In 1831, Honoré Daumier depicted the French monarch Louis-Philippe in a newspaper as a pear, a fathead in French slang.
When the government complained, he published a diabolically clever four-stage image narrative demonstrating the slippery slope that transformed the depiction of the king into the representation of a pear — a process that seemed to ask: At what point does my image become objectionable?
In the new book Enemy of the People (IDW Limited, 2019) depicting his travails since he was fired in 2018 from Pittsburgh’s daily newspaper, the Post-Gazette, cartoonist Rob Rogers alludes to that story with an image showing his current best subject, Trump, as a turnip, a pear-like shape.
Moralizing about the content of Rogers’s images would be preaching to the choir. But what deserves attention, I think, is how his caricatures work. Interpretation of Nicolas Poussin’s paintings is complex and frequently controversial. Sometimes just identifying his esoteric subjects takes scholarship. Newspaper caricatures, by contrast, need to be immediately accessible, though of course some of Rogers’s contemporary references and allusions to life in Pittsburgh can be obscure. But because caricatures are simple-seeming contemporary popular artworks, widely read but with little prestige in the art world, they don’t regularly get the respectful analysis that they deserve.
Rogers’s new book includes a generous sampling of his recent work. Usually he employs a single image. On August 12, 2017, he showed Trump together with Nazis and KKK members singing, “We Shall Overcome.” So far as I know, Trump doesn’t sing, and certainly has not sung publicly with Nazis and the KKK. But since he has implicitly supported their white nationalist sympathies, here we have truthful exaggeration.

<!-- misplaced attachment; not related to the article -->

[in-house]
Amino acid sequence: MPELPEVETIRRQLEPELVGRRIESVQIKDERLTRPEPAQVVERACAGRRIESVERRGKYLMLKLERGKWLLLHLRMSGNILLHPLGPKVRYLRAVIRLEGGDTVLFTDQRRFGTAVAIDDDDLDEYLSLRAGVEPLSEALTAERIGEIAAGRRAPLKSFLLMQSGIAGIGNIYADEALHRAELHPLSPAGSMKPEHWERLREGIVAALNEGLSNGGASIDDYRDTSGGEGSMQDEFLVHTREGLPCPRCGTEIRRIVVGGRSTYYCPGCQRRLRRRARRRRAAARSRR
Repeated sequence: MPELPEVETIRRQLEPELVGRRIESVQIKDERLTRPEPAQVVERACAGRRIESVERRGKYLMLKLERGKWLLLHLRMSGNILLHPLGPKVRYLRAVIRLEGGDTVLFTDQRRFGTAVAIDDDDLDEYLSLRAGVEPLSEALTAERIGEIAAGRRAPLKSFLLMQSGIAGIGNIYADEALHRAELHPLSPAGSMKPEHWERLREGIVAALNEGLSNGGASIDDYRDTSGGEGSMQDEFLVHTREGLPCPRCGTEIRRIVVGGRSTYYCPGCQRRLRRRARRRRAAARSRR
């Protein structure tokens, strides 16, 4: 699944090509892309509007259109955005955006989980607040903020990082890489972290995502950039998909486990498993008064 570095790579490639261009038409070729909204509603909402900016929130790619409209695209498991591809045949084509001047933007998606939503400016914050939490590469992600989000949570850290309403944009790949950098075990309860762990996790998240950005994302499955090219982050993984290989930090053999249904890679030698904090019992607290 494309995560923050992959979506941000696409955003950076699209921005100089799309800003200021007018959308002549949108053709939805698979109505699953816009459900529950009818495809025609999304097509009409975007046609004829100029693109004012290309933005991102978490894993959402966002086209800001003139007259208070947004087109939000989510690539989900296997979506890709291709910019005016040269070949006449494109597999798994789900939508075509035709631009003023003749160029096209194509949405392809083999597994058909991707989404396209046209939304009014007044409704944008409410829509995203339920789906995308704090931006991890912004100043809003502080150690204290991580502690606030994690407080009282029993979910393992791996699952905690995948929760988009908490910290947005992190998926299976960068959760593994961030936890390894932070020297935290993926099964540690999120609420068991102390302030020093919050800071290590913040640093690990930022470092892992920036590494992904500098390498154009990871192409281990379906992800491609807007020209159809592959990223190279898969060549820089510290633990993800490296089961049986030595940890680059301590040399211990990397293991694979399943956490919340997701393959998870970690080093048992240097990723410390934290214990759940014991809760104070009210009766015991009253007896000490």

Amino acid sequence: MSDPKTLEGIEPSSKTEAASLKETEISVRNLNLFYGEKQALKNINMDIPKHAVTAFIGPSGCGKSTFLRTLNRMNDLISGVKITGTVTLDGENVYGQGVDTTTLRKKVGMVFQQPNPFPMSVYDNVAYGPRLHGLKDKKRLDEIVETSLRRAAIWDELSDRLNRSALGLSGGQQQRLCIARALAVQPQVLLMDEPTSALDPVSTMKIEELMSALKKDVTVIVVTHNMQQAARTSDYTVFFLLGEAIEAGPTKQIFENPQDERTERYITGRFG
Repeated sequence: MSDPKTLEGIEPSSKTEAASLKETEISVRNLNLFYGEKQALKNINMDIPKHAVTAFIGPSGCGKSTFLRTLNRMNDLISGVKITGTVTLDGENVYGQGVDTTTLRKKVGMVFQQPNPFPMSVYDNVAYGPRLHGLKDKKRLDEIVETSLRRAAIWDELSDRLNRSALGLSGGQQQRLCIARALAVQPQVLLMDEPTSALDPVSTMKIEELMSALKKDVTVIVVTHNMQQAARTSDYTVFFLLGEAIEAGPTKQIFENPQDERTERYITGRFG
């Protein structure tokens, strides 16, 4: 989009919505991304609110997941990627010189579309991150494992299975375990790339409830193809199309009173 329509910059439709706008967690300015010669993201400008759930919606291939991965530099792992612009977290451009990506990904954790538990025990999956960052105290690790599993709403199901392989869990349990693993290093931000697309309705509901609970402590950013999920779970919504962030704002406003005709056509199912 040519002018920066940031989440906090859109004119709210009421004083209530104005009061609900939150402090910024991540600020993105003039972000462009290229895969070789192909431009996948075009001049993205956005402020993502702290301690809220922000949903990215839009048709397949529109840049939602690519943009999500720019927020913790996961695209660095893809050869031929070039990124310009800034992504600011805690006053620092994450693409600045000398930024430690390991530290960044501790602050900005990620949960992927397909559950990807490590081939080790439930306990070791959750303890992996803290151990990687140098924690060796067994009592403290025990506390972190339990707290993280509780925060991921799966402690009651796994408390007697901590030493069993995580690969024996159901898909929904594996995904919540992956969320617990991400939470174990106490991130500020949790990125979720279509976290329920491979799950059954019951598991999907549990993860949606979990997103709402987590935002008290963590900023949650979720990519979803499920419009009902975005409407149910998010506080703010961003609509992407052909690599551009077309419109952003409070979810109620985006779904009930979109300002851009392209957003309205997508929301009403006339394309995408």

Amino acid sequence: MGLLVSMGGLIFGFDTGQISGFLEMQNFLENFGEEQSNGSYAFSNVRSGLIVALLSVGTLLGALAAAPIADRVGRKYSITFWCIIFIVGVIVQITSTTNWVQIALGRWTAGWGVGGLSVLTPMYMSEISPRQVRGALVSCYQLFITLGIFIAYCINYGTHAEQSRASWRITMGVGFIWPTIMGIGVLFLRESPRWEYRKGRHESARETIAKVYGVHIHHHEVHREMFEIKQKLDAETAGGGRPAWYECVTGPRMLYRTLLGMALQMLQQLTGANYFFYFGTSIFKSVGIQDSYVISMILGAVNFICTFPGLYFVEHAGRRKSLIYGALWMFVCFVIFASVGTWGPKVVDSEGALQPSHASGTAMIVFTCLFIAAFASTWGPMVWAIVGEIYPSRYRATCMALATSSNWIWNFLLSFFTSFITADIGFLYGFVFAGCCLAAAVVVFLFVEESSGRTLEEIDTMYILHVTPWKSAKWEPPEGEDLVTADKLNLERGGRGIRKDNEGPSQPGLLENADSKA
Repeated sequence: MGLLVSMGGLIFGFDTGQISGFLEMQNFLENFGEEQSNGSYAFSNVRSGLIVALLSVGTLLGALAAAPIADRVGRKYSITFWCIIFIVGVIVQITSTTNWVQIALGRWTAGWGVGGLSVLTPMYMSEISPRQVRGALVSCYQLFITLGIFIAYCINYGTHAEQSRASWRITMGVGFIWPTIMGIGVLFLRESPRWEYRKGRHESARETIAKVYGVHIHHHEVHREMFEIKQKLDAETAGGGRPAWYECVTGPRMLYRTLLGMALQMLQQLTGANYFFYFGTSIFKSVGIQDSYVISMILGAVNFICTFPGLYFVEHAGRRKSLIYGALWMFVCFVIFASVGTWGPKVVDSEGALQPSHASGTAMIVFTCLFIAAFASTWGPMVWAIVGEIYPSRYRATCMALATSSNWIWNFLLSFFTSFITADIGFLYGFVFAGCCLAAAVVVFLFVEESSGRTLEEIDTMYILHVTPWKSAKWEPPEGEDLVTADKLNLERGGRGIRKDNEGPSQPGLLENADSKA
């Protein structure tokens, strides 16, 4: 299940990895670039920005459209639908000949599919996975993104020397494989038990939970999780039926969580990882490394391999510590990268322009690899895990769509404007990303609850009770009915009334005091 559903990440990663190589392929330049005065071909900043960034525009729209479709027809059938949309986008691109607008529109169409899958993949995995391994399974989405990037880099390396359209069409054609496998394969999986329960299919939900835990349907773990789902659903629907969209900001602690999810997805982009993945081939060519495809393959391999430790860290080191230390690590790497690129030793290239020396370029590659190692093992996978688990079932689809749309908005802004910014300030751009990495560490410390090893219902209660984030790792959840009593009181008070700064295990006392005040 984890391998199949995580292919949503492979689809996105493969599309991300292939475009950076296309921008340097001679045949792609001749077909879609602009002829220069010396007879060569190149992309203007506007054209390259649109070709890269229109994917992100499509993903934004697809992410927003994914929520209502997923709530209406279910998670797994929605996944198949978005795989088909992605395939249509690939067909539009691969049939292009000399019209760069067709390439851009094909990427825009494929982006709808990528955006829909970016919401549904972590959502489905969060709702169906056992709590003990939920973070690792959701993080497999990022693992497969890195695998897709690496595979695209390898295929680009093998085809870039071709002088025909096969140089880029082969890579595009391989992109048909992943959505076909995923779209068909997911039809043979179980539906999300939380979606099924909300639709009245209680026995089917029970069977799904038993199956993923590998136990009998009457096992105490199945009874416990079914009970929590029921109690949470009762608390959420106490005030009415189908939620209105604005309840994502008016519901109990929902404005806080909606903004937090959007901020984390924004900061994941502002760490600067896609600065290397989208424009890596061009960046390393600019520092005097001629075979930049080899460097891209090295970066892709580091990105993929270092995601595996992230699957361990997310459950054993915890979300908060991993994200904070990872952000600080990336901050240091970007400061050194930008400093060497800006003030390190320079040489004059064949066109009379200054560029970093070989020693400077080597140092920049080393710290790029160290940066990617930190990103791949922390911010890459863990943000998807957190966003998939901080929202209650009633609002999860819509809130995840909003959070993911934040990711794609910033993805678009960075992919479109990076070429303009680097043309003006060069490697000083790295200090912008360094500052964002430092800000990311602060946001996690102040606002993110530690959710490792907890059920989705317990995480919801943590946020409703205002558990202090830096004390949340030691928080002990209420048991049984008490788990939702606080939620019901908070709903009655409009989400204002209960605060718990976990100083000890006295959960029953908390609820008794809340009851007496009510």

Likewise, on January 25, 2018, In a cartoon labeled “I, Donald,” Rogers depicted Trump in a tutu and brandishing a length of pipe as he ice-skates around a fallen female rival bearing the initials “FBI” — an allusion to I, Tonya (2017), the film about the controversial figure skater Tonya Harding — to illustrate Trump’s thuggish lawlessness. And when on November 15, 2016, a week after the election, he portrayed Steve Bannon turning into a werewolf as he howls at the sight of an ascendent Trump-in-the moon, he perceptively plumbed the fear and loathing that gripped the majority of Americans who had voted against the president-elect.
When the topic calls for it, Rogers would use a narrative sequence. On September 26, 2017, a three-panel strip showed an aged white veteran complaining in what appears to be , in the first two panels at least, a Trumpist diatribe about “some spoiled millionaire” disrespecting the flag. Then the third panel reveals the surprise punch line: he is in fact complaining about the president’s vicious attacks on “the free speech of athletes,” alluding to Trump’s vilification of football players who kneel during the National Anthem.
In another narrative, this one from 2016, Rogers describes his creative process. After finding “a topic that begs for satire,” he chooses a “perfect metaphor,” draws the cartoon, and then stands back, or so he says, to “watch as readers react to your brilliance.” (A joke!) But of course it isn’t that simple. A news reporter might use up to 2000 words to write a story , while a caricaturist needs to condense that story into a single image or a brief sequence of images. Thus on January 13, 2015, Rogers showed Muhammad, Buddha, and Jesus sitting in a bar, the three religious figures lamenting the terror practiced in their names…………….